Deciding if, and when, to have a child is a very personal decision. Now, thanks to advances in reproductive medicine, that decision doesn’t always have to be restricted to the “ideal” child bearing years – either by parameters set up by science, or society.
The average age of first-time mothers is climbing. In the United States, the number of babies born to women aged 45 and older, while still relatively small, has more than tripled in the past two decades. In the United Kingdom pregnancy rates for over-40s have more than doubled in the past two decades, according to Office for National Statistics. And in Japan the average age for having a first child is now close to 31.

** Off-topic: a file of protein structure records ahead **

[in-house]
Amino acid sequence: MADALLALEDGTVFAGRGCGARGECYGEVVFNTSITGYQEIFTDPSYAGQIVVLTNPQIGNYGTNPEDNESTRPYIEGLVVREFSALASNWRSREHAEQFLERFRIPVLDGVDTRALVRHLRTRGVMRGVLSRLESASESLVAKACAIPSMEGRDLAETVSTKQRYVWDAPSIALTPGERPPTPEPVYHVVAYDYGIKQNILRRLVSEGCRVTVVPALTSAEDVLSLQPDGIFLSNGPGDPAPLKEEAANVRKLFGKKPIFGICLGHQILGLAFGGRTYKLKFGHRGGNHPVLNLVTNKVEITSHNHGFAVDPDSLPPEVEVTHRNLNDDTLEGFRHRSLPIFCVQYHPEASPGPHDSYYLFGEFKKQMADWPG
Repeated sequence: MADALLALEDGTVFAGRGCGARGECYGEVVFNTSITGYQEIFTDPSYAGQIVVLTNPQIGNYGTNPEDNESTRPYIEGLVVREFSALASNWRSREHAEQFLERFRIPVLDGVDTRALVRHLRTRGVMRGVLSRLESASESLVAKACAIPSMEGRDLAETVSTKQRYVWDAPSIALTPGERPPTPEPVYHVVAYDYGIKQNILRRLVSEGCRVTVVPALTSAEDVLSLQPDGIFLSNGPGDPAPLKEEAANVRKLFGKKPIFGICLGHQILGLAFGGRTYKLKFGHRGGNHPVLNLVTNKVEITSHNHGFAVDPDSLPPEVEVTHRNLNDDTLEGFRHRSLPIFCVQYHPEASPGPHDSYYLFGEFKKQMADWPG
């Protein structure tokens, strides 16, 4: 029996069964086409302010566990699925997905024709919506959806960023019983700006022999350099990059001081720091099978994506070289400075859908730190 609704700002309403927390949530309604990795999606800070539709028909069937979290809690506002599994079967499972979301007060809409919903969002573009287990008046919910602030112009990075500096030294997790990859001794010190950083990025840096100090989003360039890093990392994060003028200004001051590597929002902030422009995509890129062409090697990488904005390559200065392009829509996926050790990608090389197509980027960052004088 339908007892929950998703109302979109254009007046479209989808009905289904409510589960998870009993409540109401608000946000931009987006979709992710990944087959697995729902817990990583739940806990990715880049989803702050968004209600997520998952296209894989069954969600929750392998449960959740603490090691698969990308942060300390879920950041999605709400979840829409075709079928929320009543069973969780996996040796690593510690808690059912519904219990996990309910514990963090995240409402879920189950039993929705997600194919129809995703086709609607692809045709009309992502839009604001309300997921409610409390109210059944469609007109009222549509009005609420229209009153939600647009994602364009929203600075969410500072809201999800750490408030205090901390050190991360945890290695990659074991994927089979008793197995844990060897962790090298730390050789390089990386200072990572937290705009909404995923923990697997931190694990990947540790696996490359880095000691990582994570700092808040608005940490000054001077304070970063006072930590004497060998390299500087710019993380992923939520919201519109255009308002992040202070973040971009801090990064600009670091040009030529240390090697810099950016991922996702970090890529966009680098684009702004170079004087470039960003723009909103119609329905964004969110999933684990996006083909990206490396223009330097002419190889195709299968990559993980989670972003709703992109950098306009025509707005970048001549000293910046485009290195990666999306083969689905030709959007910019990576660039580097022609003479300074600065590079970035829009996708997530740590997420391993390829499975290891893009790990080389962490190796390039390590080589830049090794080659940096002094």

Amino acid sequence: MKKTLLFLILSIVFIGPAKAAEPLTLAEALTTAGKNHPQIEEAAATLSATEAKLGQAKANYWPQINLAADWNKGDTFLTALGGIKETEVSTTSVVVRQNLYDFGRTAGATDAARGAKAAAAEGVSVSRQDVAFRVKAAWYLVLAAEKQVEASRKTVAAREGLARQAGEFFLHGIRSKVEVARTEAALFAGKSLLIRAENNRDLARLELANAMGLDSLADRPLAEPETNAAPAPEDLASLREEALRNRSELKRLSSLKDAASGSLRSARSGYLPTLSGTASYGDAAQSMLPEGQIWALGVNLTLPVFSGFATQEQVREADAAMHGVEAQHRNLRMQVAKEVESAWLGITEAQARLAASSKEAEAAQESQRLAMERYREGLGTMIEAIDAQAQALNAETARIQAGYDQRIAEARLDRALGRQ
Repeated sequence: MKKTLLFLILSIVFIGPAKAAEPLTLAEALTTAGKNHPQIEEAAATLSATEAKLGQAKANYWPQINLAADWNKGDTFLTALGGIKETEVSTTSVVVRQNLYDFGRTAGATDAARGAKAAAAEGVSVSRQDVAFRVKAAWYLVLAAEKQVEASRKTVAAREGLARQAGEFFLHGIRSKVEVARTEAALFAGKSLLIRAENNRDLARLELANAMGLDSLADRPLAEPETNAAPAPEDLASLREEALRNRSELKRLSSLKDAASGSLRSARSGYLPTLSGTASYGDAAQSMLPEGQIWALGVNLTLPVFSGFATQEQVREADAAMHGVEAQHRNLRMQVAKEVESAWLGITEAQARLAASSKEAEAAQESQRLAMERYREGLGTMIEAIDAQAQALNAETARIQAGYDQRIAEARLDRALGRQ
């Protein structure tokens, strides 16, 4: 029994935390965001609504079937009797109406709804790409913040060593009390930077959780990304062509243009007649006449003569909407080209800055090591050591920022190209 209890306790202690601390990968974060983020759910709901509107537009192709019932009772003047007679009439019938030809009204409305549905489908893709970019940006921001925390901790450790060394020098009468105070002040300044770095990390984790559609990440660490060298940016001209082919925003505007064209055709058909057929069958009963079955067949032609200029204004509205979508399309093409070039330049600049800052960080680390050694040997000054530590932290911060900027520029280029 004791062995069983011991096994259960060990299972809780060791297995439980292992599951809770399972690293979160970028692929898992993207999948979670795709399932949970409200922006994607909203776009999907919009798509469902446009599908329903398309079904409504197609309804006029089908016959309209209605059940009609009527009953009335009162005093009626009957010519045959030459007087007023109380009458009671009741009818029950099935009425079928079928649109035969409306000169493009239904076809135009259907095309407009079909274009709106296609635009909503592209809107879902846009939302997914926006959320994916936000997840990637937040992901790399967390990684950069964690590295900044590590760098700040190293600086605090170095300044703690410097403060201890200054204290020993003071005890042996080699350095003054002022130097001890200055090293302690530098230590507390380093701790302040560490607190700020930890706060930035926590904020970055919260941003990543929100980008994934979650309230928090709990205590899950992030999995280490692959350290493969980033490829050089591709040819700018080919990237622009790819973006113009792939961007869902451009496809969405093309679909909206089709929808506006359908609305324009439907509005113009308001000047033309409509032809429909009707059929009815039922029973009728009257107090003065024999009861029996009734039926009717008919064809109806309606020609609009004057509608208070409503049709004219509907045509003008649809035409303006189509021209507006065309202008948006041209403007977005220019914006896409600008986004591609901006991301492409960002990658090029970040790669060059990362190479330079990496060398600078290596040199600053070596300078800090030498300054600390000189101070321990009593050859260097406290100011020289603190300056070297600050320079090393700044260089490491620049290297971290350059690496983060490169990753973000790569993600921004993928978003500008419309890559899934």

As the trend has shifted, so has the research. Doctors have long warned that giving birth at a later age is risky for both mother and child. They could face complications like stillbirth, miscarriage, high blood pressure, diabetes and preeclampsia. But new studies also suggest there are benefits to late pregnancy and motherhood – lower rates of some cancers for the mother, and higher education and physical fitness rates for mother and child.
Shannon M. Clark, MD, MMS is a double board certified ObGyn and Maternal-Fetal Medicine Specialist, and founder of Babies After 35. In her roles as a clinician, educator and researcher at UTMB-Galveston, she focuses on the care of people with maternal and/or fetal complications of pregnancy. Dr. Clark has taken a special interest in pregnancy after the age of 35, which according to age alone, is considered a high-risk pregnancy.
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